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Protected Disclosures (Extension of Meaning of Worker) Order 2015

Volume 759: debated on Monday 9 February 2015

Motion to Consider

Moved by

That the Grand Committee do consider the Protected Disclosures (Extension of Meaning of Worker) Order 2015.

Relevant document: 19th Report from the Joint Committee on Statutory Instruments

My Lords, this order was laid before Parliament on 12 January. It will amend Section 43K of the Employment Rights Act 1996 to bring student nurses and student midwives into the scope of the whistleblowing framework, often referred to as PIDA, the Public Interest Disclosure Act, as this was the Act which introduced protection for whistleblowers. The Government are taking this necessary step to ensure that student nurses and student midwives who witness poor practice can raise a concern without the fear that their future careers will be jeopardised.

The Government are making this change in response to the scandals uncovered at Stafford hospital, where it was found that a culture of bullying and covering up led to unacceptable failures in care. The inquiries that followed this scandal revealed that there were many cases where staff could have spoken up about poor practice but did not feel able to do so. The student nurses at the hospital were also in a position to raise concerns about wrongdoing.

We are aware of at least one example where a trainee nurse tried to raise the alarm about the care of patients in a hospital and, as a result, lost her training position and was unable to complete her course. We cannot tell how many other students in this position have refrained from taking cases to employment tribunals, realising that the cases could be dismissed.

The Government’s call for evidence into the whistleblowing framework in 2013 concluded that student nurses and student midwives are just as likely as qualified professionals to witness poor practice or other wrongdoing in the provision of healthcare services. The Government believe that student nurses and student midwives should be able to report their concerns without the fear of losing their place on an academic course or that their future registration as a nurse or midwife may be threatened.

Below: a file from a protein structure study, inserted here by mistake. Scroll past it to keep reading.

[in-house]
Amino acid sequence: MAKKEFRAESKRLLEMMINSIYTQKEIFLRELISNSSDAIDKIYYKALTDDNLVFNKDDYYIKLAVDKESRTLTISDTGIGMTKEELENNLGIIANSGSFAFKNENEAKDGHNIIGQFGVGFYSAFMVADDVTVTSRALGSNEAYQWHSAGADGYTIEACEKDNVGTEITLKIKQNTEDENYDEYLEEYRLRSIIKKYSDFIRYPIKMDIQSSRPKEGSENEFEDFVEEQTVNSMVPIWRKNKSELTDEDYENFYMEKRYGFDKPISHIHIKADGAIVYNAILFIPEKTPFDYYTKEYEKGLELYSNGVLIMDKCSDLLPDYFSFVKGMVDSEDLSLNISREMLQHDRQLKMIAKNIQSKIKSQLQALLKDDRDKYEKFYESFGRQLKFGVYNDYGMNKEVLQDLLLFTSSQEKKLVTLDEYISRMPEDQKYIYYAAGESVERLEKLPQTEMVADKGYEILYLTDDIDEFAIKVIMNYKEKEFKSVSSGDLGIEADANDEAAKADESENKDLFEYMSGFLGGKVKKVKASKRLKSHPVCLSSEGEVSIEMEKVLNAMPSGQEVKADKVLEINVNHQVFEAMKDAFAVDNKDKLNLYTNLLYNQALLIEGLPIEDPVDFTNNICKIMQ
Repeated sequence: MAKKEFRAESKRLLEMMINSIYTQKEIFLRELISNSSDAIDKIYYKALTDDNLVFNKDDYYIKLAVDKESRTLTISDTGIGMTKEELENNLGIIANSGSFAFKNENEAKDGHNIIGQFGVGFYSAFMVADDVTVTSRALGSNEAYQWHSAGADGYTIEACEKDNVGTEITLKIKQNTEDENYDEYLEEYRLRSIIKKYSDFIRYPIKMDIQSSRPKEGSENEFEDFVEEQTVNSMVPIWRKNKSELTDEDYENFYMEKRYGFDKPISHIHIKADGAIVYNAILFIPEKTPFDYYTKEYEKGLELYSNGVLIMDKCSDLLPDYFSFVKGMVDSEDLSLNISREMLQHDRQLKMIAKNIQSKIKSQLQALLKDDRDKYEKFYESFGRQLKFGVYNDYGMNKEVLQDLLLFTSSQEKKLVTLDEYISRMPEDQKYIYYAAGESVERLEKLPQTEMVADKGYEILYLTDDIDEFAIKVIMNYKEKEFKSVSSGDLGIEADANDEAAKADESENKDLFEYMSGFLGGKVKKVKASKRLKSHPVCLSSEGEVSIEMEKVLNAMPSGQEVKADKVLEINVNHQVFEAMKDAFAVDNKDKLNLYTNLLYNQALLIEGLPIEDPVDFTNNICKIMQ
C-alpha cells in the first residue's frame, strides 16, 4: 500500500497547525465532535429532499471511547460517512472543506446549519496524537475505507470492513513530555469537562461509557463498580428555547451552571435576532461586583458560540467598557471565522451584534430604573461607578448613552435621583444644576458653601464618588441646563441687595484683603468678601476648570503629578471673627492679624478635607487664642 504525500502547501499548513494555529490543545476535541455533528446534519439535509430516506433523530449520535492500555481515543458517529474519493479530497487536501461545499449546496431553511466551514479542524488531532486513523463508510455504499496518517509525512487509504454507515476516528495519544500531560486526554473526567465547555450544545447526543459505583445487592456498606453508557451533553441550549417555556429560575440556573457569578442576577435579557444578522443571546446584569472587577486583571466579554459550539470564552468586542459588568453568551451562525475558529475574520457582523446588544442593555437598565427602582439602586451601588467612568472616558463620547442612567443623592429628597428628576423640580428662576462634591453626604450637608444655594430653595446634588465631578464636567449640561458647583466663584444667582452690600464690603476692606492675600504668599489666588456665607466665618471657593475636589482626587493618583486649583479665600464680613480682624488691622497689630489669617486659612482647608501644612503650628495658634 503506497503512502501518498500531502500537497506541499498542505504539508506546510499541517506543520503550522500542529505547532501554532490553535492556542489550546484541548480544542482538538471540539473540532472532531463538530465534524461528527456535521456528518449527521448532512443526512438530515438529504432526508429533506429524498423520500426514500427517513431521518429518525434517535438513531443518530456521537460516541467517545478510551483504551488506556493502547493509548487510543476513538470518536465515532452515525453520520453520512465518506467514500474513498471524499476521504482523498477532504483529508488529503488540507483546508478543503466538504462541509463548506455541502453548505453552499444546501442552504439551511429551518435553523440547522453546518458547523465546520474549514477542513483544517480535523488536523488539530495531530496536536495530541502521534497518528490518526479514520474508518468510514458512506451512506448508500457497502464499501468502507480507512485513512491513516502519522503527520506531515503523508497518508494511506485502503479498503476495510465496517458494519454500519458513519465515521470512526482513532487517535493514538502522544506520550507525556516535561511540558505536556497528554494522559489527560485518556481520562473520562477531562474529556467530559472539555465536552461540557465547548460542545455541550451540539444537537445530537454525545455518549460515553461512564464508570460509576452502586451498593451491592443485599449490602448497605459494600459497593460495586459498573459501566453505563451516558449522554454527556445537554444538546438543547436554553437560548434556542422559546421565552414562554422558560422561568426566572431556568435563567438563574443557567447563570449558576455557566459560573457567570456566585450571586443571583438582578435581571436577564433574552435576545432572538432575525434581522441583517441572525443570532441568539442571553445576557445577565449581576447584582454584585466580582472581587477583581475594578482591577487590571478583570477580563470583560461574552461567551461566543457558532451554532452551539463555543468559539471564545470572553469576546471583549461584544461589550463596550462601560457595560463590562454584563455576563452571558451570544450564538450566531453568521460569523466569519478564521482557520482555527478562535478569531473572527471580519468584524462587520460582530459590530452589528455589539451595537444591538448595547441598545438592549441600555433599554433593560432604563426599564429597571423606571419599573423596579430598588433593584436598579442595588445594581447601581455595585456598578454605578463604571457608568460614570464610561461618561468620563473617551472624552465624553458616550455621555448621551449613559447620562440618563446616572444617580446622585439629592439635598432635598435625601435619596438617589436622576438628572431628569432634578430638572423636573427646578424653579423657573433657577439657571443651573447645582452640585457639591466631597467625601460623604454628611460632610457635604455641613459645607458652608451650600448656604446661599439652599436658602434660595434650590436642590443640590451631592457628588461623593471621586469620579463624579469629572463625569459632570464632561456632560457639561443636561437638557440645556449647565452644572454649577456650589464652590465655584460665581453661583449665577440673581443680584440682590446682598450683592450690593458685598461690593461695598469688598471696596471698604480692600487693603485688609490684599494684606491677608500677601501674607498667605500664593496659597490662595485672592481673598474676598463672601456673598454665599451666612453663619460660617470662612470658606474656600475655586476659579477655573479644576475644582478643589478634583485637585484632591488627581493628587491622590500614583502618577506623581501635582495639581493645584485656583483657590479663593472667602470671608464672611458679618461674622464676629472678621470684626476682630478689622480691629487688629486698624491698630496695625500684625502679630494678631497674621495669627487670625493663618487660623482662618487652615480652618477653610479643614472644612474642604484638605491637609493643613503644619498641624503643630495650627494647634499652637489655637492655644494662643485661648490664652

There is an obvious question about why we are extending the whistleblowing framework only to student nurses and student midwives, rather than to all students in the health sector. I assure the Committee that the Government intend to extend the legislation to all students in the healthcare sector. However, the drafting of that legislation is more complex and will take a bit more time to get right. It will require consultation with all the different professional bodies which register the various professions in the health sector and approve training courses. That will ensure that the legislation takes account of the differences in how students train and become qualified in each profession.

We are already undertaking that work. Of course, it is unfortunately unlikely to be completed within this Parliament, but I am sure that the next Government, whichever colour they may be, will support legislation that creates a culture of openness and transparency within the NHS.

I know that the Nursing and Midwifery Council and Public Concern at Work have worked hard to bring to the fore the issues that student nurses and student midwives face, so that they, too, can safely raise concerns about poor practice. The order is a huge step forward in the campaign for student nurses and student midwives. I hope that the Committee is minded to support the order.

I thank the Minister for introducing the order. Of course, we welcome it. In a recent, much more lengthy debate, we raised other aspects of protected disclosure that we will come back to fairly soon at Report. The Minister can breathe a sigh of relief that I do not intend to raise any of those now, because that would be inappropriate. We welcome the order. It is a shame that we could not cover all students. I was going to ask about the timeframe, but the Minister has given it to me. We are where we are. Given the circumstances, we welcome this important step forward. It is a difficult decision for workers in the health service. We can see from all the case examples that have emerged how difficult it is to go down that route, so we definitely welcome this step forward.

I am grateful to the noble Lord. To reiterate, the Government are committed to supporting the important role of whistleblowers, who can play a crucial role in ensuring that workplaces and work practices, especially in the health service, are safe. I look forward to debating wider matters at Report on the small business Bill, and I commend the order to the Committee.

Motion agreed.

Committee adjourned at 4.43 pm.